PALS Note: PALS is delighted to feature guest blogger Mariko Turk and her strategies for incorporating 1950s women’s magazines into her students’ experience of Sylvia Plath’s The Bell Jar. While this approach does not entirely reject students’ desires to read into the autobiographical elements of Plath’s text, it broadens their understandings of dominant cultural ideologies.
Before reading Sylvia Plath’s The Bell Jar (1963) in my American Literature survey courses, I like to get a sense of what students already know about Plath. One or two students usually know that Plath wrote poetry. Someone might tentatively ask, “didn’t she commit suicide?” As students start reading the novel—written from the perspective of the poetic and suicidal Esther Greenwood—it is tempting for them to draw direct connections between author and character, real life and literature. The connections are not difficult to make. Just like Esther, Plath worked as a guest editor at a women’s magazine for a summer in New York City, suffered from depression, attempted suicide, and received electroshock therapy.
But the novel is much more than a fictionalized account of personal, traumatic experiences. It’s sharp, funny, and packed with crisp disavowals of the sexist assumptions of the day regarding female sexuality, intellect, and aspirations. My goal when I teach The Bell Jar to American literature survey students, then, is to examine how the novel is both an intimate account of mental illness and a critique of dominant cultural ideologies of mid-twentieth century America, especially pertaining to women.
One of my favorite ways to get students to recognize and engage with the cultural ideologies contained or challenged within a literary text is to bring historical materials into the classroom. For The Bell Jar, I use several 1950s issues of the Ladies’ Home Journal magazine that I purchased as a bundle for $20.00 on Ebay. (Much credit for this idea is due to Dr. Marsha Bryant, whose graduate seminar “Desperate Domesticity: The American 1950s” introduced me to the wonders of the mid-century women’s magazine and its value as a resource for examining the culture of domesticity.) Below, I will detail how I structured a class analysis of the magazines and how students used their findings to analyze The Bell Jar.
Small group exploration of the Ladies’ Home Journal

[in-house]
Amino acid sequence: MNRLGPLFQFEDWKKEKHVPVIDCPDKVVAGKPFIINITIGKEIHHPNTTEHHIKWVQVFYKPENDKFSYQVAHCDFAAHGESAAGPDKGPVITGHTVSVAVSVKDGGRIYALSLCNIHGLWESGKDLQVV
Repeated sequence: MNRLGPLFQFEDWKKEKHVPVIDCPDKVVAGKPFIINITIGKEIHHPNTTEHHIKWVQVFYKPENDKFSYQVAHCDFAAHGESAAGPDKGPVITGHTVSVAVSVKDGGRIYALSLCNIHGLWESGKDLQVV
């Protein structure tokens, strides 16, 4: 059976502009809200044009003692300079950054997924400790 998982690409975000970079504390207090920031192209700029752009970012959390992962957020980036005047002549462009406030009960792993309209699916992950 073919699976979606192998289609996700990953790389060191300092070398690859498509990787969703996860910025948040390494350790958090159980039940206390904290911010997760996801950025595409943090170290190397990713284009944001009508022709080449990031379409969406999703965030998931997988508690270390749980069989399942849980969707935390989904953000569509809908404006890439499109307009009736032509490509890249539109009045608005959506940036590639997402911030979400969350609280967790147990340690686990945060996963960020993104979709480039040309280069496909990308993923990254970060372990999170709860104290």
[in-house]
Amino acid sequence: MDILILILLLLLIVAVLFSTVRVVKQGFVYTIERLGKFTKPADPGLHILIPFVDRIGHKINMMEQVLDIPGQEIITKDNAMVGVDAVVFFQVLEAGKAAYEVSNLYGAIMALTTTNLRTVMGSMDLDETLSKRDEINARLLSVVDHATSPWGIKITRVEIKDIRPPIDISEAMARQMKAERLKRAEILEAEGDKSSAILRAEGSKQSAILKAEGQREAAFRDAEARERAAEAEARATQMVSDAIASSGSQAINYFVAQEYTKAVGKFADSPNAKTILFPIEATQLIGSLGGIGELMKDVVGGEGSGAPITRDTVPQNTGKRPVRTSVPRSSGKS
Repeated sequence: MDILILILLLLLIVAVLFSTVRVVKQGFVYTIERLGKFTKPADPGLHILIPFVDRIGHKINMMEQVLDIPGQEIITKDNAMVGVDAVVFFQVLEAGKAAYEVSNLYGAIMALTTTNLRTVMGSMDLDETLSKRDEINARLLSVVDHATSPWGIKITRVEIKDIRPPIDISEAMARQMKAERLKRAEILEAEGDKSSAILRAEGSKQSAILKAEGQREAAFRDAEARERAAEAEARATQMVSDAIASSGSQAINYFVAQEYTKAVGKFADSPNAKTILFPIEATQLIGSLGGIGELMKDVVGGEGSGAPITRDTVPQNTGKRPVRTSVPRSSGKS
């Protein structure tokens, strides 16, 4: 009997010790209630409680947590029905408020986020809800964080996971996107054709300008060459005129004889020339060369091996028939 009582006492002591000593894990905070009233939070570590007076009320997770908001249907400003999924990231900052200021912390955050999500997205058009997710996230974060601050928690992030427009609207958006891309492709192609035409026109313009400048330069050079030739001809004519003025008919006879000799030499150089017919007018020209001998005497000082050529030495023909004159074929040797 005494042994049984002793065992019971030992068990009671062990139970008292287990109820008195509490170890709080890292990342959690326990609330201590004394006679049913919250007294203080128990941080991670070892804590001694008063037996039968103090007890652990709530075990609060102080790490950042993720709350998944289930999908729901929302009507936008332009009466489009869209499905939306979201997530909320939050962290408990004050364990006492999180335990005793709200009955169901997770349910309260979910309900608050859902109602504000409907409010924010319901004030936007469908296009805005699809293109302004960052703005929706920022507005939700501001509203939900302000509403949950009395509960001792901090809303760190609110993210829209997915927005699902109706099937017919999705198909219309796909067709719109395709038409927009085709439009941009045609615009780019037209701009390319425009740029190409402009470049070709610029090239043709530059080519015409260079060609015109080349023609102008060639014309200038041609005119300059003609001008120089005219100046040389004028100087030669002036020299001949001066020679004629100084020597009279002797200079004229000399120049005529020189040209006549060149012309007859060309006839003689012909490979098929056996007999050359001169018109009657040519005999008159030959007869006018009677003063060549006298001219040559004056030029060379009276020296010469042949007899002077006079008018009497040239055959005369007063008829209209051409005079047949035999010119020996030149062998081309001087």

On the day we examine the magazines, students come to class having read the first seven chapters of The Bell Jar, which introduce Esther—a bright and cynical college girl who is working for the summer as a guest editor at a fictionalized women’s magazine called Ladies’ Day. I like students to already have a sense of the voice, characters, and narrative when they view the magazines, and these first chapters establish Esther’s relationships with several characters including her Yale boyfriend Buddy Willard and irreverent friend Doreen, and depict such vivid episodes as when Esther and the other guest editors get food poisoning from a fancy luncheon sponsored by Ladies’ Day and spend a night throwing up crab meat and caviar.
Students break into small groups of 3-4, and I give each group a magazine. I ask them to do three things:
1) Observe the contents of the magazine. What kinds of images or claims do you see over and over again?
2) Choose a specific advertisement, article, or image to close read and describe to the class.
3) Using your observations of the magazine and analysis of one particular feature as evidence, what are the ideological assumptions the magazine conveys regarding femininity? According to the magazine, what should a woman care about and aspire to be?
Class discussion of the Ladies’ Home Journal
After about 15 minutes of small group examination, I ask each group to describe their chosen feature and discuss its ideological assumptions. Many different kinds of conversations can follow, depending on what students choose to focus on in the magazines or what questions you use to guide their examination. Below, I’ll outline some of the things that students noted during my survey course this semester.
One group pointed to an ad featuring a woman in a black gown standing by a spacious, open refrigerator full of food, drinks, and a lot of meat. Students observed the contrast between the glamorous appearance of the woman and the everyday space of the kitchen and home—a juxtaposition that they noted occurs across the whole magazine. (Other groups noted images of well-dressed women dancing around washing machines or posing on top of laundry baskets.) Thinking about the ideological assumptions of these images, one student proposed that according to the magazines, women had to be both hard-working and attractive, and that part of being a good woman, a good wife, and/or a good mother was looking a certain way while performing household chores. Another student suggested that while something like the refrigerator ad is selling the refrigerator, the woman in the ad also comes across as a “piece of meat”—as something to be consumed and objectified.